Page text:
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Tampa Bay Buccaneers


Lovett Purnell, new Buccaneer tight end, feels fortunate to have worked for both Bill Parcells and Tony Dungy


TE Lovett Purnell (#80, blocking #78) has drawn praise for his early work in the Bucs' new offense

Hopefully, you'll forgive us the cliché when we refer to Lovett Purnell as 'versatile'.

It's a classic and complimentary adjective for a tight end, referring to a player that can block or receive equally well. That description fits Purnell, but it's not what we're talking about here.

Nor are we referring to his name, which seems to read just as well backward as it does forward. As a matter of fact, it often is. He is used to being called Purnell Lovett, even by the media at times, and it doesn't bother him a bit.

And, though it's fitting, we are also not making a reference to the rather un-football-like sport pursued by the 6-3, 250-pound Purnell during his leisure time: tennis.

No, we call Purnell versatile because he has played for a pair of head coaches, Bill Parcells and Tony Dungy, who seem drastically different in style, and loved every minute of it.

Admittedly, Purnell has yet to suit up in a game for Dungy, but he has already experienced enough in mini-camps and voluntary workouts to know that he fits in well in the environment established by the Buccaneers' head man. The fifth-year tight end felt equally at home under the tutelage of Parcells in New England in Purnell's first year in the league (1996). In fact, Purnell, feels like he's right back where he started, and that's a good thing.

"Now to come here, it feels like I have that great coaching staff back," he said. "This coaching staff with Coach Dungy…it's like I'm coming full circle. The have two different styles, but Coach Dungy's record speaks for itself. I think he's going to go far, and a lot of people think that."

Purnell didn't actually emerge with the Patriots until his second year, 1997, under new Head Coach Pete Carroll. However, he affords a lot of the credit to Parcells in his development from a special-teamer to a valuable bookend with Pro Bowl TE Ben Coates. In two productive years with the Patriots (1997-98) and one up-and-down campaign in Baltimore (1999), Purnell has continued to mold himself into a more complete player. He believes he has found the perfect place to finish that process.

"It seems like Tampa Bay doesn't just look at the status quo," said Purnell, who also drew interest from the Packers and the Jets before joining the Bucs. "They look at guys who have a knack for working hard and trying to get to that next level. That's the first thing I noticed when I came here to talk to Coach Dungy; he really worked with me and talked to me about getting to the level where I need to be. He saw some spurts in me in New England, and I did some good things there, but he really wants me to have that overall complete game. It's just different when you have a team pushing you to get where you want to be and where they want you to be.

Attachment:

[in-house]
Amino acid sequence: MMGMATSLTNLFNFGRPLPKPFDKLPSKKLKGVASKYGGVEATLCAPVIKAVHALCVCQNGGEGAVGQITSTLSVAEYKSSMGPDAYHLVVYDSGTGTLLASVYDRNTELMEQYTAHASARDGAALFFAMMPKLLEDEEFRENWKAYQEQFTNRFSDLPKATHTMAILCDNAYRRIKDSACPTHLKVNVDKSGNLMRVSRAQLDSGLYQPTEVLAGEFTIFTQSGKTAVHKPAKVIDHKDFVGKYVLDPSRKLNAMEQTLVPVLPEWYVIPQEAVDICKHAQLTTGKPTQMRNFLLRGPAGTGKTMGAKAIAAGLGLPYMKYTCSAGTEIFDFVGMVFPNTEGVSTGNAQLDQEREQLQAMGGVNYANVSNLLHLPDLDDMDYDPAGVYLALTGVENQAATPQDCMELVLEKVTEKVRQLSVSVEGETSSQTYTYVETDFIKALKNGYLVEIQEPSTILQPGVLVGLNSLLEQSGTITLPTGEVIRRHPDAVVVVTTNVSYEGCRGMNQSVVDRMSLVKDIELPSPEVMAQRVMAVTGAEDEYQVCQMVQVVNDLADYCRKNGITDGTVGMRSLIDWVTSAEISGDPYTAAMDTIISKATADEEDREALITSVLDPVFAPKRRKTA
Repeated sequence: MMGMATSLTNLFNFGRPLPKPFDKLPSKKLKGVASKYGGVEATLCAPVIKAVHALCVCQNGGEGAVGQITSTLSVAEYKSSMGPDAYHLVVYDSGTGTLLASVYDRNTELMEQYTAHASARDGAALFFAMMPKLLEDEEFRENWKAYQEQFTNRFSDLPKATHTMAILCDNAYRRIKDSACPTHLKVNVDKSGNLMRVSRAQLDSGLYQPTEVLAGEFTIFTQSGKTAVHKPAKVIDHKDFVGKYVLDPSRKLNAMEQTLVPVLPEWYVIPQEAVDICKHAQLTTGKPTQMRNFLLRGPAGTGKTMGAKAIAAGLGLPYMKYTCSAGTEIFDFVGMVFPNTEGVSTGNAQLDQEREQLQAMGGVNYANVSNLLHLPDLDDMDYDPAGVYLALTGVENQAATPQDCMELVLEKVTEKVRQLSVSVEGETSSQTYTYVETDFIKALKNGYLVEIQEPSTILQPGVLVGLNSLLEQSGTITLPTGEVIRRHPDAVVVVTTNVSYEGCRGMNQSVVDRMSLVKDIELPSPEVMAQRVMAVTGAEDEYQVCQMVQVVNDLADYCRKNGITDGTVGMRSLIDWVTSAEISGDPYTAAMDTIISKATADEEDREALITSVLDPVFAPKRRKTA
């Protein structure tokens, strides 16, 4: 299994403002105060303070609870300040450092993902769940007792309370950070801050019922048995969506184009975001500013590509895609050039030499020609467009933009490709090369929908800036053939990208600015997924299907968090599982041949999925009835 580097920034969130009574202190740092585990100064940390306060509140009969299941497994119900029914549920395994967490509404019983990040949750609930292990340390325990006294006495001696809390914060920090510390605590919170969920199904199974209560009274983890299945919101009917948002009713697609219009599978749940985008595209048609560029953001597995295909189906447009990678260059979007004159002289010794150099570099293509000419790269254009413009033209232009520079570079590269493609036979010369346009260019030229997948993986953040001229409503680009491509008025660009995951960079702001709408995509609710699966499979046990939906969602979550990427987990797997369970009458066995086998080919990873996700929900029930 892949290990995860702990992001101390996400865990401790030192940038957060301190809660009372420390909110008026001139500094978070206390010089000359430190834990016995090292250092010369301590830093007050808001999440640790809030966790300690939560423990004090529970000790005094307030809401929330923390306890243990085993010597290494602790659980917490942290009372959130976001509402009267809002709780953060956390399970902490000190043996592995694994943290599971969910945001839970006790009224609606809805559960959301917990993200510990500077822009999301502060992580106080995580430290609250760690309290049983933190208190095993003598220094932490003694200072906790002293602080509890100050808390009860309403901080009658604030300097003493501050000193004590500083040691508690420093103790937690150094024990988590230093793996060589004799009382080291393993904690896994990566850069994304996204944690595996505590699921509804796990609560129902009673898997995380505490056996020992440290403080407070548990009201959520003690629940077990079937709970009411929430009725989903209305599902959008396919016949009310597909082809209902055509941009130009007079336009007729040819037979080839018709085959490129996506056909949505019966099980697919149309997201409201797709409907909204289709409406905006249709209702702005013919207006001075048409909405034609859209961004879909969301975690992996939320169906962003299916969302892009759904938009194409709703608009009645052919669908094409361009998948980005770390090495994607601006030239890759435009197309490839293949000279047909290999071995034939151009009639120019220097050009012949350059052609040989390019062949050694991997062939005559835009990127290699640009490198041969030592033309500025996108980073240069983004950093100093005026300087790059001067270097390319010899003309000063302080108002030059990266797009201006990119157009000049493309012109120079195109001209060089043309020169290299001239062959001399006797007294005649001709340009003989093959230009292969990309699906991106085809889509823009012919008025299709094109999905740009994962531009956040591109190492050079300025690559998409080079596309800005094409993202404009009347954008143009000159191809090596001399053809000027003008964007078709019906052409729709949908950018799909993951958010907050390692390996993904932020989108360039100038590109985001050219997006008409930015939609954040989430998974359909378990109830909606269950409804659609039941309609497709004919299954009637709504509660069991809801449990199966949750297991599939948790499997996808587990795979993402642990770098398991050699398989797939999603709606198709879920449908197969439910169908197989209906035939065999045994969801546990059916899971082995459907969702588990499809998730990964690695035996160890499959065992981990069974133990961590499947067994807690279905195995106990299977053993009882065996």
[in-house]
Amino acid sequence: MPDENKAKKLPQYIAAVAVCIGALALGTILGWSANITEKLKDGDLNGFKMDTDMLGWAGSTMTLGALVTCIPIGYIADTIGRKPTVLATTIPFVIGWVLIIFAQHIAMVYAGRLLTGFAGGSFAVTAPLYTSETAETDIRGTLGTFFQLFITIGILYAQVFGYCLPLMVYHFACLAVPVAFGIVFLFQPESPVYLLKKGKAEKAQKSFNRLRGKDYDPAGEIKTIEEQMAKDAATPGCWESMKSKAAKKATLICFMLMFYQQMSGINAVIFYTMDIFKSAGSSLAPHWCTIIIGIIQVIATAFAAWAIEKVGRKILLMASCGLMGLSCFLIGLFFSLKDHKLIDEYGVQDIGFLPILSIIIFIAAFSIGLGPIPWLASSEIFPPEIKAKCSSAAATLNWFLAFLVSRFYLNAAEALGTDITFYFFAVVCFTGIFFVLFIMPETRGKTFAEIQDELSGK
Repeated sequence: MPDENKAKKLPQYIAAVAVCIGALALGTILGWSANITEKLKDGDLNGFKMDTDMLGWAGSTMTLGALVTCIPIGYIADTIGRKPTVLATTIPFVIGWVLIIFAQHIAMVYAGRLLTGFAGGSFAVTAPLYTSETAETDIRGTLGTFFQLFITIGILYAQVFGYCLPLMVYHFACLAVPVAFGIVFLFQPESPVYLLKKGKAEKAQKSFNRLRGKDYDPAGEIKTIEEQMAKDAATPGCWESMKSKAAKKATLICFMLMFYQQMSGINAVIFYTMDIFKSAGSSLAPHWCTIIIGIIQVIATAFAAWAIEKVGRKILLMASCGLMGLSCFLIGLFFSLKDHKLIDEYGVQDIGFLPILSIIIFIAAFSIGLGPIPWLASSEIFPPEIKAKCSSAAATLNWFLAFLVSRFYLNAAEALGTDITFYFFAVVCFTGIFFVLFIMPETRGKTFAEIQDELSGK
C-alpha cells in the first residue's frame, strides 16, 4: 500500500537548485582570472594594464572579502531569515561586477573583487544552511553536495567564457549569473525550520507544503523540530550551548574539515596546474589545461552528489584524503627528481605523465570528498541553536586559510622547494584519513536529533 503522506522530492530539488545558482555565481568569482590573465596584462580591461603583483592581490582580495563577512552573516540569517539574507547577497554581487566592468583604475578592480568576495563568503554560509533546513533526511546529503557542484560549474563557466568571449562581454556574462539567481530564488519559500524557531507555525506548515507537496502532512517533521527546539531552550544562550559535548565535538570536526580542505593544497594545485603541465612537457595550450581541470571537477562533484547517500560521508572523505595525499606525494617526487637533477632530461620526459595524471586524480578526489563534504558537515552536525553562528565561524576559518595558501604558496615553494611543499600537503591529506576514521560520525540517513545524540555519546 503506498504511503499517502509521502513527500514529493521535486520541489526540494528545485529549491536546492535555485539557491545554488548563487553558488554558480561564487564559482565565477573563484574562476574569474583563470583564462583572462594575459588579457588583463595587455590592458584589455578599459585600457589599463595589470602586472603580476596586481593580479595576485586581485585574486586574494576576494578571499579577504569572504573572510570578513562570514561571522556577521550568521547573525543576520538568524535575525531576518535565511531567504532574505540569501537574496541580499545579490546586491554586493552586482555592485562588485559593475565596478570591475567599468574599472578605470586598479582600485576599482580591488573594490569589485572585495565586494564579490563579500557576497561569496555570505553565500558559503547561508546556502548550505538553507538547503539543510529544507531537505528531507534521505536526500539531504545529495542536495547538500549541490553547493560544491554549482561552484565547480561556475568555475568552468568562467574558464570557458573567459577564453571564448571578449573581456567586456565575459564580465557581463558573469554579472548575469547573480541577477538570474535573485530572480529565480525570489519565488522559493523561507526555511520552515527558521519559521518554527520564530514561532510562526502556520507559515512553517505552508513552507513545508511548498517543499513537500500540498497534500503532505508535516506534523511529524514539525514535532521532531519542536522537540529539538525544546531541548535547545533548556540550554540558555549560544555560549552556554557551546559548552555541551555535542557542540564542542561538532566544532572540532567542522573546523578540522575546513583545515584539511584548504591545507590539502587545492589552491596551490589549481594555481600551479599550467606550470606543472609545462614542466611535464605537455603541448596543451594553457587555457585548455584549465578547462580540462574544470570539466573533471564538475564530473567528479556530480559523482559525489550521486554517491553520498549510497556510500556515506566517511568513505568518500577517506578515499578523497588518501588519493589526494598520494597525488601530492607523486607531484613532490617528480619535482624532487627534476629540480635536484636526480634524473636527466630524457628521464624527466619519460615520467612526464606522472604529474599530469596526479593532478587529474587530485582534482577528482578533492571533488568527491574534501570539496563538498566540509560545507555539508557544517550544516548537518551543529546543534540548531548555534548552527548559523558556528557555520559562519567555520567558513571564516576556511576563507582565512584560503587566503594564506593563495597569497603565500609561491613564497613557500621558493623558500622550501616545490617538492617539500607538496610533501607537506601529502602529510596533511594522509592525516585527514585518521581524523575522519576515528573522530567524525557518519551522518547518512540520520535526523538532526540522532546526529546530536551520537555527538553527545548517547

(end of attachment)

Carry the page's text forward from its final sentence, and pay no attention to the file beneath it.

"I've really worked hard at becoming an all-around player. When I first got into the league, it was all about catching the ball. Then, for the last couple of years, it was all about blocking because Ben was catching all the balls. Somebody had to block, and it had to be me. Now, I think I really have a complete game, and I think (the Bucs) saw that on the film. When they brought me in, they really wanted me to do it all. And they like the way I'm blocking now and they like the way I'm catching the ball. It's good, because right now I think I'm really starting to get my part."

Originally drafted by Parcells in the seventh round in 1996, Purnell was traded to the Ravens in March of 1999 after recording 17 receptions for 149 yards and five touchdowns with the Patriots. He never quite fit in with Brian Billick's Ravens, seeing action in only a few games and spending part of the season off the roster. He headed into 2000 as a free agent, looking for the right opportunity. It didn't take long to determine where that opportunity was.

"I'll tell you, going into my fifth year, I know how hard it can be in this league," he said. "I see guys get cut so often. But to have the Bucs' organization – such a good organization, they could probably get any tight end they want – for them to ask me to come here was a great honor. A great honor. I'm here working hard every day because I don't want to take it for granted."